Eid al-Adha for Syrians: Nostalgic bitterness

Eid al-Adha for Syrians: Nostalgic bitterness

A displaced girl cleans her shoes in preparation for celebrating Eid
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Orient Net - Yasser Ashkar
Date: 2016-09-14 06:00
In the midst of deteriorating conditions due to the ongoing war, the children of Syria continue to adapt to life as they have come to know it. 

Those Syrians who are old enough to remember the rituals and celebrations of Eid al-Adha in the past realize that this year’s holiday conditions are worse than at any time before. 

The holidays are no longer family gatherings due to the scattering of many members all over the world in search of safety and a favorable chance of starting a new life, or simply to escape the compulsory military service imposed by the Assad regime on the Syrian youth.

Showing hospitality to family and friends, sharing meals and at the very least, sweet desserts have always been an important part of holiday traditions for Syrians. But lately serving tea or coffee  — when available  — are proving to be more than enough to welcome guests at an Eid feast in Syria.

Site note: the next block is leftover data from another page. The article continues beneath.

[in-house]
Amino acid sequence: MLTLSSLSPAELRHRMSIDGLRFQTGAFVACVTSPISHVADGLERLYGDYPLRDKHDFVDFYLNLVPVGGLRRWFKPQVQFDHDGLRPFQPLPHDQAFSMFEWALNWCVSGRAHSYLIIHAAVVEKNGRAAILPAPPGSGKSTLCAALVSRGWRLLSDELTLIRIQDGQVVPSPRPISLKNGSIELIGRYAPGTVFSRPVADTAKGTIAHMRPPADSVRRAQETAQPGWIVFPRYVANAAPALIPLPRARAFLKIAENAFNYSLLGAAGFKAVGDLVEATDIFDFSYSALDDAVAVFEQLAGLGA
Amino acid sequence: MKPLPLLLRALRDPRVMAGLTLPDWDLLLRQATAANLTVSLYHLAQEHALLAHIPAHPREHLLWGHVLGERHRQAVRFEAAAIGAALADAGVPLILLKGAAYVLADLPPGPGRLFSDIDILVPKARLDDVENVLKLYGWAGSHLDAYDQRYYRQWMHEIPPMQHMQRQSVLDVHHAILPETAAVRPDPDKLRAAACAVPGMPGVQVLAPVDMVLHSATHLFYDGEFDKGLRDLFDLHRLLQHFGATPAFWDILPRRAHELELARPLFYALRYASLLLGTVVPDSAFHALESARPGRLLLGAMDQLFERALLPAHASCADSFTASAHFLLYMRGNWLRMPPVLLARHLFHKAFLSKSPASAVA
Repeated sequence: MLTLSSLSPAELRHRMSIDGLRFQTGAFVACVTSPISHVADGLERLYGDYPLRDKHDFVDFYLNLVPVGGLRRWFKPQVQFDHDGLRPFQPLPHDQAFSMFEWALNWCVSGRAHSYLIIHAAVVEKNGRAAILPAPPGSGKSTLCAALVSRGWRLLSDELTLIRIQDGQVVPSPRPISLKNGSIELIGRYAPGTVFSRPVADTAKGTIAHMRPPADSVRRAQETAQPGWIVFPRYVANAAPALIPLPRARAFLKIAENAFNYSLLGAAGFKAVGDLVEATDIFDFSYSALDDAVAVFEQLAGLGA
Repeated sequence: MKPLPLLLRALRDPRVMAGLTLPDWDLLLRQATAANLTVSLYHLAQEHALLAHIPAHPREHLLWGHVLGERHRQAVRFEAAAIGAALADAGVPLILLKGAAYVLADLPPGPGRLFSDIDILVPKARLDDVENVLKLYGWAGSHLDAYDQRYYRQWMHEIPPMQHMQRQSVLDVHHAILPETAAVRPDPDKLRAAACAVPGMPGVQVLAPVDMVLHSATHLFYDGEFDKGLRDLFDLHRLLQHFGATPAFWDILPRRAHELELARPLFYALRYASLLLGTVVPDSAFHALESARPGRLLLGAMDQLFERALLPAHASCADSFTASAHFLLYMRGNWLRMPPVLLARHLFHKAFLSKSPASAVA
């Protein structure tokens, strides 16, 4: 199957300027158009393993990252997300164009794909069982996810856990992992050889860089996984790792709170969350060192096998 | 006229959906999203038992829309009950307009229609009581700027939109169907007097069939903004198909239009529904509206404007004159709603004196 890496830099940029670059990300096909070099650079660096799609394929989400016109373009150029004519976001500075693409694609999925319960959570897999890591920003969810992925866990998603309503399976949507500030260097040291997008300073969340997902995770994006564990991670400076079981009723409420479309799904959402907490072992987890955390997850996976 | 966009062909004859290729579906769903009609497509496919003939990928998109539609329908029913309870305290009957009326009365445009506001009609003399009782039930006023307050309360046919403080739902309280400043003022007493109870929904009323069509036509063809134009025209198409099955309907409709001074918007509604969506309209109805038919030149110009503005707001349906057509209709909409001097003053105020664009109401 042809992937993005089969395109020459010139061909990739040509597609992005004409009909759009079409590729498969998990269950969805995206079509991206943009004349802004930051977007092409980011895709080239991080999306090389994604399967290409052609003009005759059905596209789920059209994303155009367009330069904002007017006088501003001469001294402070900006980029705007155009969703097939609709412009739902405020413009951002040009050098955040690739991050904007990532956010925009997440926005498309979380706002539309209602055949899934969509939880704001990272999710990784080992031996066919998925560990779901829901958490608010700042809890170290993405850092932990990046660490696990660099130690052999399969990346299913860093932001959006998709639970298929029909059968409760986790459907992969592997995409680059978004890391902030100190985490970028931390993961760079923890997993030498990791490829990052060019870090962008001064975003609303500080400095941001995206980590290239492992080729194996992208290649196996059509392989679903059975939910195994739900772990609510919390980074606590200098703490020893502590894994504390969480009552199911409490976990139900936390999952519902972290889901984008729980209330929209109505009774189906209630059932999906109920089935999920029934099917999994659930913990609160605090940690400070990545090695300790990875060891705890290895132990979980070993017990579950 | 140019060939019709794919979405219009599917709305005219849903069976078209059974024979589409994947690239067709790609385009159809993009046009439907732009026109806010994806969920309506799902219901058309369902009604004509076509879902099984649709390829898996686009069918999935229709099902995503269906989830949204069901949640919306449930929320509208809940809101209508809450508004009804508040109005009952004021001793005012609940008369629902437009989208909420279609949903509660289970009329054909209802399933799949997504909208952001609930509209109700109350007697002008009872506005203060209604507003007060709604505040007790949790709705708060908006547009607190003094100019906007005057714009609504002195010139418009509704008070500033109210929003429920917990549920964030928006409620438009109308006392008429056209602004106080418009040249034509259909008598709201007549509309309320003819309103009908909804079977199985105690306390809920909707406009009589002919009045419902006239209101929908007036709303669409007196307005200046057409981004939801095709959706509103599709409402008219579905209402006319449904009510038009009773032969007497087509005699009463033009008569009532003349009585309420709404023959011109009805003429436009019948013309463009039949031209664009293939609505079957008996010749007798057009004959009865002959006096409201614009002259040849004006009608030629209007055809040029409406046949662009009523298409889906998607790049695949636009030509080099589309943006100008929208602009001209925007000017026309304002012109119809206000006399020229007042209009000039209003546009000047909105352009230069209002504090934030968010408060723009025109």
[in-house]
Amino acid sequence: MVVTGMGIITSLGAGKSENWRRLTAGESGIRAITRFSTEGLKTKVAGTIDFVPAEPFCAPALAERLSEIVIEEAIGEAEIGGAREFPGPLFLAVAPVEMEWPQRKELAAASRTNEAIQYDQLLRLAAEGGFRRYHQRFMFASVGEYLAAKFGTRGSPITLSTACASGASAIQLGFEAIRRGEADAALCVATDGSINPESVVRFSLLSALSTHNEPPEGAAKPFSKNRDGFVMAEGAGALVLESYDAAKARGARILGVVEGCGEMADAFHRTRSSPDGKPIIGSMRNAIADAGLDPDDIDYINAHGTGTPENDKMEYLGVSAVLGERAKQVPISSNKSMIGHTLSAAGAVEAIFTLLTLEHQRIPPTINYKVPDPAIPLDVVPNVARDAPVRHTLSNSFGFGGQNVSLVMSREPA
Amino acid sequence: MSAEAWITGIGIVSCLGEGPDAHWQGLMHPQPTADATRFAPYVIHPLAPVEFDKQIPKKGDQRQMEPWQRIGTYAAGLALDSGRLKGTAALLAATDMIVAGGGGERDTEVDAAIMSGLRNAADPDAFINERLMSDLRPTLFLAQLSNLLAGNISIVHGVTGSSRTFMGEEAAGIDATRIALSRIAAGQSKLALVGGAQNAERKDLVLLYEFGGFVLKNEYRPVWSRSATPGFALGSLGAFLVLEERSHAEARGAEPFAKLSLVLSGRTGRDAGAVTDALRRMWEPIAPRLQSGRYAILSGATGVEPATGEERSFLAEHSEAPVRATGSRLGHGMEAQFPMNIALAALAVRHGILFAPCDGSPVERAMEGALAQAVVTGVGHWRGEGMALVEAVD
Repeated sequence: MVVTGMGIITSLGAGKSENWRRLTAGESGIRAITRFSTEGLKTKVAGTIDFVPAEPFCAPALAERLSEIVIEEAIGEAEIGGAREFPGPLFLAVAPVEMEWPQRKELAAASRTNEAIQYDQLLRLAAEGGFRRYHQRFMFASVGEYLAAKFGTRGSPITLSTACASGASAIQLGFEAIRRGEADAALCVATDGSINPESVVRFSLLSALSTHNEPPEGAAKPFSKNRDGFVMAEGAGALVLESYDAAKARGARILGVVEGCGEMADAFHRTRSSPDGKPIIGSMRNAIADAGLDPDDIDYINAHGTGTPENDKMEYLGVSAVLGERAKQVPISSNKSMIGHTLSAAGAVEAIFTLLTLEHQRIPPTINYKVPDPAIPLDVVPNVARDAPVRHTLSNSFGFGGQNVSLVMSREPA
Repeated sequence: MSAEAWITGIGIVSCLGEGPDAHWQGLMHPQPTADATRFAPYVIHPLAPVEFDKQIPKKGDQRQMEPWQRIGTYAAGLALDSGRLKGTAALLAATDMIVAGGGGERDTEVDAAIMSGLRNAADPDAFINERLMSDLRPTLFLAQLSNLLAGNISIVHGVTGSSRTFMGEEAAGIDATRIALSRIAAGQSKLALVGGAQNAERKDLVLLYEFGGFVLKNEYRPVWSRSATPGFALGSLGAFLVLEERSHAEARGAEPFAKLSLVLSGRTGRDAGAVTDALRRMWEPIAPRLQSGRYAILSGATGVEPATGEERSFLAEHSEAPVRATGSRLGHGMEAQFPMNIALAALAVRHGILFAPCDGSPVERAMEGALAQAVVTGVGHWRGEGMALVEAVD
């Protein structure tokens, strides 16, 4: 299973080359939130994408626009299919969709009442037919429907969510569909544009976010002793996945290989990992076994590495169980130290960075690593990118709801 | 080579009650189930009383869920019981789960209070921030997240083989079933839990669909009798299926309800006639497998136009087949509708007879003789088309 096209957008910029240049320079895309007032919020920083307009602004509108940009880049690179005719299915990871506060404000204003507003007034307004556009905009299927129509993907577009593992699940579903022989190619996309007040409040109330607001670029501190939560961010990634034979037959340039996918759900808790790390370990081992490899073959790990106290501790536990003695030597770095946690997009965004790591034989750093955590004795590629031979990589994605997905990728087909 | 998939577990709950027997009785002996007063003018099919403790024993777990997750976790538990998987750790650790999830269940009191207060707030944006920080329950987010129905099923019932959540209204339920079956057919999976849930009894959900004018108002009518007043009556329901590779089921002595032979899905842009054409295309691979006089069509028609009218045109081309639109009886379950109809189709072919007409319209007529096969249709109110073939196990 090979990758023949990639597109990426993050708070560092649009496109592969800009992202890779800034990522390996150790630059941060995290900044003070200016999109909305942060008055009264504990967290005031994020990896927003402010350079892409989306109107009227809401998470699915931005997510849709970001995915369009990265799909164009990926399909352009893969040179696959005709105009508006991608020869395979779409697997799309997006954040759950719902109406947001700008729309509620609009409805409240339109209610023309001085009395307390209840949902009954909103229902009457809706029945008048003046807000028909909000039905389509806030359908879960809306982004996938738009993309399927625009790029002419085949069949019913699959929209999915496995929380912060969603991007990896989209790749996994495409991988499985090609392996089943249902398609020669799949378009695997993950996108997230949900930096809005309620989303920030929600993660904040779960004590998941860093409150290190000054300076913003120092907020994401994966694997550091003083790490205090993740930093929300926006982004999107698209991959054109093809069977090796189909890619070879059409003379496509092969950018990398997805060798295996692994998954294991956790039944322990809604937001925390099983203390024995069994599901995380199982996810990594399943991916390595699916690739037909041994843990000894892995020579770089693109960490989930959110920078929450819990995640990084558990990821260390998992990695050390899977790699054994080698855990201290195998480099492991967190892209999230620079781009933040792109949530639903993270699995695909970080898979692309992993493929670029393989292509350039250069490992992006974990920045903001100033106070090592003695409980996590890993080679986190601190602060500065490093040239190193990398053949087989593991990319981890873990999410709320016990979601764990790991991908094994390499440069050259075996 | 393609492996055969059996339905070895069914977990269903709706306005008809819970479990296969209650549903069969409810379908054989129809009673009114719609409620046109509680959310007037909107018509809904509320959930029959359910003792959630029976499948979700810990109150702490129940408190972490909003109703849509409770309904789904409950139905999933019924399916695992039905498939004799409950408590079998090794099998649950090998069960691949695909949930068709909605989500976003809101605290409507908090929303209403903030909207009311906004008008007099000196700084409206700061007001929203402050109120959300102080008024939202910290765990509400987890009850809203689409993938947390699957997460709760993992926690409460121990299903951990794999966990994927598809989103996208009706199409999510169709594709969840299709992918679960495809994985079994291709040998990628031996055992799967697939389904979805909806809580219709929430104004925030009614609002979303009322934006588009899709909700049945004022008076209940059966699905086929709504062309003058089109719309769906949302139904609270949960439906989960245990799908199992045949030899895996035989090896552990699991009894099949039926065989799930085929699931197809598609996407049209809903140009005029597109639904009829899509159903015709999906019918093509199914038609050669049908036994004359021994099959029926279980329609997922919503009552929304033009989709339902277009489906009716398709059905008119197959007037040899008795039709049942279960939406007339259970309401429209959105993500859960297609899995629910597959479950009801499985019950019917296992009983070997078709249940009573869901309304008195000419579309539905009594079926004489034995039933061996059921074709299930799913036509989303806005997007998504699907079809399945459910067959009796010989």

No fruits, sweets or pastries that are traditional holiday favorites for all Syrians are being served since these items are hard to come by and available to only a few wealthy and privileged Syrians.
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A woman from Aleppo, who used to serve sweets to family and friends during the holidays, said to Orient Net: “Who will visit me and share with me eating Eid sweets anyways? Nobody. My only child has been in Germany since 2013. Life totally stopped for me in Aleppo.”

The custom of having new clothing, for men and women, from the eldest of elders to the youngest of children, was formerly viewed as one of the basic cultural rules of society for ushering in the Eid holidays.

Wearing new clothes, however, has become one of today’s luxuries — very high prices on the one hand, and on the other hand, the joy of wearing new clothes for Eid has fizzled and is no longer considered to be important.

In spite of the decline of cultural traditions associated with Eid, the religious background and meaning of the feast continues to inspire Syrians living in the increasingly more difficult conditions of the past five and a half years.

Bolbol in Aleppo told Orient Net; “Even though there is deprivation of material things for the Eid, still people will seek to maintain social holiday habits and rituals such as visiting relatives, and giving children a small sum of money (Eidiya) to bring joy to their hearts. "
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